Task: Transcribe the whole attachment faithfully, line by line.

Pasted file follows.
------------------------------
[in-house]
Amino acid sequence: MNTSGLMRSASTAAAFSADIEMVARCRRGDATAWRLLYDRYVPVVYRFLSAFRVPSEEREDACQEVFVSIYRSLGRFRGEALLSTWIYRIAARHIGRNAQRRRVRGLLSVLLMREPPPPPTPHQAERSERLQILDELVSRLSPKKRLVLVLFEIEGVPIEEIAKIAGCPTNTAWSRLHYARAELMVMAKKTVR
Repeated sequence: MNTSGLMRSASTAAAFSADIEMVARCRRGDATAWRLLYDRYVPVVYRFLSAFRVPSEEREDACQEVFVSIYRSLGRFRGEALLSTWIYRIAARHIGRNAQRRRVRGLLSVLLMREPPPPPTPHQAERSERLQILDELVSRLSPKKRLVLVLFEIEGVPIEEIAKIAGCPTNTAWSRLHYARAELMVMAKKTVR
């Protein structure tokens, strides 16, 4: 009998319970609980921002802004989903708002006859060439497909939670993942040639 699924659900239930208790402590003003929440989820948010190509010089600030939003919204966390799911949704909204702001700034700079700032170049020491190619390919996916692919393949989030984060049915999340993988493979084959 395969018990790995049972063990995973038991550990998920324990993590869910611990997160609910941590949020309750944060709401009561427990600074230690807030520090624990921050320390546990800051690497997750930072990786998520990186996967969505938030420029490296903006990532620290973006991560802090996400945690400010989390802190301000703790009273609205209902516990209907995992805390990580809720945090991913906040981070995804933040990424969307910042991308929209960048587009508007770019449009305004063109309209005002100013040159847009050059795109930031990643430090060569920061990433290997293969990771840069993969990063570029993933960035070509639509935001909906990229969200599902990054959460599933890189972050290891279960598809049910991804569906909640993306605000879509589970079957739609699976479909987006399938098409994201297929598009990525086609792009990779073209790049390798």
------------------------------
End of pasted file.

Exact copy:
[in-house]
Amino acid sequence: MNTSGLMRSASTAAAFSADIEMVARCRRGDATAWRLLYDRYVPVVYRFLSAFRVPSEEREDACQEVFVSIYRSLGRFRGEALLSTWIYRIAARHIGRNAQRRRVRGLLSVLLMREPPPPPTPHQAERSERLQILDELVSRLSPKKRLVLVLFEIEGVPIEEIAKIAGCPTNTAWSRLHYARAELMVMAKKTVR
Repeated sequence: MNTSGLMRSASTAAAFSADIEMVARCRRGDATAWRLLYDRYVPVVYRFLSAFRVPSEEREDACQEVFVSIYRSLGRFRGEALLSTWIYRIAARHIGRNAQRRRVRGLLSVLLMREPPPPPTPHQAERSERLQILDELVSRLSPKKRLVLVLFEIEGVPIEEIAKIAGCPTNTAWSRLHYARAELMVMAKKTVR
């Protein structure tokens, strides 16, 4: 009998319970609980921002802004989903708002006859060439497909939670993942040639 699924659900239930208790402590003003929440989820948010190509010089600030939003919204966390799911949704909204702001700034700079700032170049020491190619390919996916692919393949989030984060049915999340993988493979084959 395969018990790995049972063990995973038991550990998920324990993590869910611990997160609910941590949020309750944060709401009561427990600074230690807030520090624990921050320390546990800051690497997750930072990786998520990186996967969505938030420029490296903006990532620290973006991560802090996400945690400010989390802190301000703790009273609205209902516990209907995992805390990580809720945090991913906040981070995804933040990424969307910042991308929209960048587009508007770019449009305004063109309209005002100013040159847009050059795109930031990643430090060569920061990433290997293969990771840069993969990063570029993933960035070509639509935001909906990229969200599902990054959460599933890189972050290891279960598809049910991804569906909640993306605000879509589970079957739609699976479909987006399938098409994201297929598009990525086609792009990779073209790049390798």